She returns to the English country estate again but with a 1950s high taxation twist. This time, the estate is surrounded by a city that has grown up all around it. It’s semi-dilapidated, with no butler, no house maid, just two village women who came in part time, one ancient gardener, and a spi
nster daughter to act as housekeeper.

Well developed characters and a well constructed ending that had me guessing until the end.

1958 Ordeal by Innocence
A rich woman was murdered. One of her five adopted children was convicted of the crime. He died in jail before he could be cleared of the murder even evidence finally comes out 2 years later. Everything was settled but now everyone is under suspicion again. And with the trail cold, they may all remain suspect forever. Christie remains at the top of her game on this one. . A good number of well developed characters. A plot with a very satisfactory ending. As with many Christie stories there is a happy romantic ending, except in this case three happy romantic endings.

This is neither a Poirot nor a Maple mystery.

1959 Cat Among the Pigeons
I recall reading this one in June of 1982. I was an 8th grader about to graduate, about to put 8 years of St. Jerome’s grade school behind me. It was the final week, classes were done, exams were done. School that week was a leisurely limbo with lots of downtime for reading. Besides my personal memories (which may or may not be accurate), all I remember of this book as I write this before re-reading it is the title and that Poirot is in it.

Now that I’ve read it, turns out I did only remember the title. Maybe I started reading it when I was 13 but got bored and didn’t finish it. At 45, it easily held my attention. As I look back on 40 years of Christie books read over the last 22 months, it’s amazing how many I remember. I would have thought they would start to run into each other.

Christie had mentioned people listening to the radio several times over the years, but this is the first time television gets a mention. She even mentions it twice. I was wondering when this ubiquitous device would become ubiquitous in a Christie story.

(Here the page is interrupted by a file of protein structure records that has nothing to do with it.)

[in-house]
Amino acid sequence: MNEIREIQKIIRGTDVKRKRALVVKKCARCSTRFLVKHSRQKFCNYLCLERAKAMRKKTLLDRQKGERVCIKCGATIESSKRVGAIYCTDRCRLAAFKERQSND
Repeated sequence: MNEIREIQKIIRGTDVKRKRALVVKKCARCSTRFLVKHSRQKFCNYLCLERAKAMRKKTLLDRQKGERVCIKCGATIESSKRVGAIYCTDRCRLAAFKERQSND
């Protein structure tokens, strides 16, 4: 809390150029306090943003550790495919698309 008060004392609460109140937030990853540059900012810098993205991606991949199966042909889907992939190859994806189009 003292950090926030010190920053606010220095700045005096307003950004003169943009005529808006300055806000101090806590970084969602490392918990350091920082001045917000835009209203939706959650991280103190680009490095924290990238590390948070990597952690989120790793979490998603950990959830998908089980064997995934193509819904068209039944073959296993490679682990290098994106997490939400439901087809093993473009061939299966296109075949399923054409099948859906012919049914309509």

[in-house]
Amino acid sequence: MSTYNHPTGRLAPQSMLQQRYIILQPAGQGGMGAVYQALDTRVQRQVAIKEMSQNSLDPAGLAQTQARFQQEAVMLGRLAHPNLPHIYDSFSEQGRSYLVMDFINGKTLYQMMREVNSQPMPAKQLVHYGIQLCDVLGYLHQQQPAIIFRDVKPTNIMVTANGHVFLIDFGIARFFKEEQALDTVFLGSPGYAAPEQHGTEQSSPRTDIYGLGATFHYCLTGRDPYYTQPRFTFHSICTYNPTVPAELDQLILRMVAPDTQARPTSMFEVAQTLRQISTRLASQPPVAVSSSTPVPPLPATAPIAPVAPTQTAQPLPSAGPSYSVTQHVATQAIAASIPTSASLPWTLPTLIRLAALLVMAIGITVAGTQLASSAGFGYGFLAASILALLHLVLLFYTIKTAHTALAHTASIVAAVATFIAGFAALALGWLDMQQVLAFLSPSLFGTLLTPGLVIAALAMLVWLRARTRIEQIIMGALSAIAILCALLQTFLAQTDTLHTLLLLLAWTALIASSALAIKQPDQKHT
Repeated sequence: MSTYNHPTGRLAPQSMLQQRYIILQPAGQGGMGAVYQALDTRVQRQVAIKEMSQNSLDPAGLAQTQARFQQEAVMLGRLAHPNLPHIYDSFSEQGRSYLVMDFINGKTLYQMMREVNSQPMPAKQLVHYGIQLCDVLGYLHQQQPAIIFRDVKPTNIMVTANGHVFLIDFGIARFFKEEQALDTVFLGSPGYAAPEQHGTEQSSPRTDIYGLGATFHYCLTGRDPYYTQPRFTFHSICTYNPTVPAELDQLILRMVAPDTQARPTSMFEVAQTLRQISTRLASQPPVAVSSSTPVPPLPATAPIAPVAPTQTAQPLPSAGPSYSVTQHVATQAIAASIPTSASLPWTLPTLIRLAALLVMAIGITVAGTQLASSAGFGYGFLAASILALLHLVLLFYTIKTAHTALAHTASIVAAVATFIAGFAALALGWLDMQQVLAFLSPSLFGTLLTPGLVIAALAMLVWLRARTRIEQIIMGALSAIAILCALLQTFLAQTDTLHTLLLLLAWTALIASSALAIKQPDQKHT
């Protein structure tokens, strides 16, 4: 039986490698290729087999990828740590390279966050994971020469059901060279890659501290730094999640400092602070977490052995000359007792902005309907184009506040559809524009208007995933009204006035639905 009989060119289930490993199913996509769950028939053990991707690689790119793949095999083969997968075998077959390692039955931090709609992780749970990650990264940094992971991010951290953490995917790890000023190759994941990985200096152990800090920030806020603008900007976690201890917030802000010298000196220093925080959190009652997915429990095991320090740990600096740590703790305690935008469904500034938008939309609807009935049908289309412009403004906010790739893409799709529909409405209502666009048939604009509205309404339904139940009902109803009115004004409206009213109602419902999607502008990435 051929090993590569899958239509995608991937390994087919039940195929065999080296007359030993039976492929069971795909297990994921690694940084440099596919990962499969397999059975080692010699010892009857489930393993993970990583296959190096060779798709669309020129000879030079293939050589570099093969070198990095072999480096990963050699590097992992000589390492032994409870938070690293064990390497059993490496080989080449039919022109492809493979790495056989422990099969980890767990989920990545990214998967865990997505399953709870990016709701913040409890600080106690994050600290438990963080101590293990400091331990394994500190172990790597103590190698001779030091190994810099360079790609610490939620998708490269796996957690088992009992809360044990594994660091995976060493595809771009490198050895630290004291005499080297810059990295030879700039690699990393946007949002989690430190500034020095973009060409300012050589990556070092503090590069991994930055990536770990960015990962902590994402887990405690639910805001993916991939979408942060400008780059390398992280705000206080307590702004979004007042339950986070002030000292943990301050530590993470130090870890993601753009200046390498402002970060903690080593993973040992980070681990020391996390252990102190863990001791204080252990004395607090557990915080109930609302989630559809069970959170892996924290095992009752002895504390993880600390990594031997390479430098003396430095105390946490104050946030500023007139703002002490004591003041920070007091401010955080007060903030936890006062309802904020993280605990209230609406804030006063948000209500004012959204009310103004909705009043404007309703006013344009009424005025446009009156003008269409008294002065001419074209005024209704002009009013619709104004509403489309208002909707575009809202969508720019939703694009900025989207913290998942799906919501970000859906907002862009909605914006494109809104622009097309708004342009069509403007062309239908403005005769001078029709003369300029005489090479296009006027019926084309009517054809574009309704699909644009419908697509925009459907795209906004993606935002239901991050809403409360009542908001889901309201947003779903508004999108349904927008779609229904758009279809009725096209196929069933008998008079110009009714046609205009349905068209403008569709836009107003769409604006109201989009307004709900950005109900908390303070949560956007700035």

I have read 63 of 79 books. Onto the 1960s.

Tuesday, June 14, 2011

Cool... Like Lee Marvin

Sorry for not posting in a while. I'll try to get back into the writing groove.

This is a picture of Brother Christian, from Abbey of Christ in the Desert. His Abbey started brewing beer about a year ago. Bro. Christian, the face of their brewery operation, was in town for Philly Beer Week last week.

He was at The Grey Lodge Pub for Abbey of Christ in DesSert, when we had all three of their beers on tap and Chef Eric made a trio of beer cakes, each utilizing a different Abbey of Christ beer.

Bro. Christian was in town last year, when we had our first Scoats-less beer event at The Grey Lodge, as Maureen and I were in Austin that week. So while he was familiar with The Grey Lodge, it was my first time meeting him.

He remembered The Grey Lodge and our window wall that opens up, which was open on his first visit and last week too when he was there. He asked me if some of the employees worked here for a while, since he thought he recognized some of them from last year. I told him that most everyone has been here at least a year, and some have been with me for 17 years.

While very friendly and personable and extremely mindful, he was a slightly aloof, not due to pretense, but from not really being fully part of this world, living for the last 30 years in a monastery in New Mexico that's 15 miles down a dirt road.

It didn't take long for me to realize that he was a really cool guy (he even takes a cool picture). The thought "cool like Lee Marvin" came into my brain. Which was surprising as this is not a thought I thought I would ever think. Lee Marvin never really appeared on my radar. I can't even name a single movie he was in. It's not a very common phrase, only producing two Google hits. Bro. Christian's isn't a youthful rebellious cool, but a middle-aged I am who I am, who are you kind of cool.

I mentioned "cool like Lee Marvin" to Maureen the next day. I'm pretty sure it's a thought she never thought before either, but she dug exactly what I meant.

It's easy to know what's cool when you're younger, and it's easy to know what's not cool for a middle aged man. It's rare cool and middle-aged intersect. Lee Marvin may be the answer; whodda thought?

Bonus Story: Buddy Handry told me this one today. Jim Noone was wearing an AC/DC t-shirt. Bro. Christian, who has been in the monastery for 30 years, asked him if that was a band. And I thought I was slightly cool for not knowing who Lady Gaga was.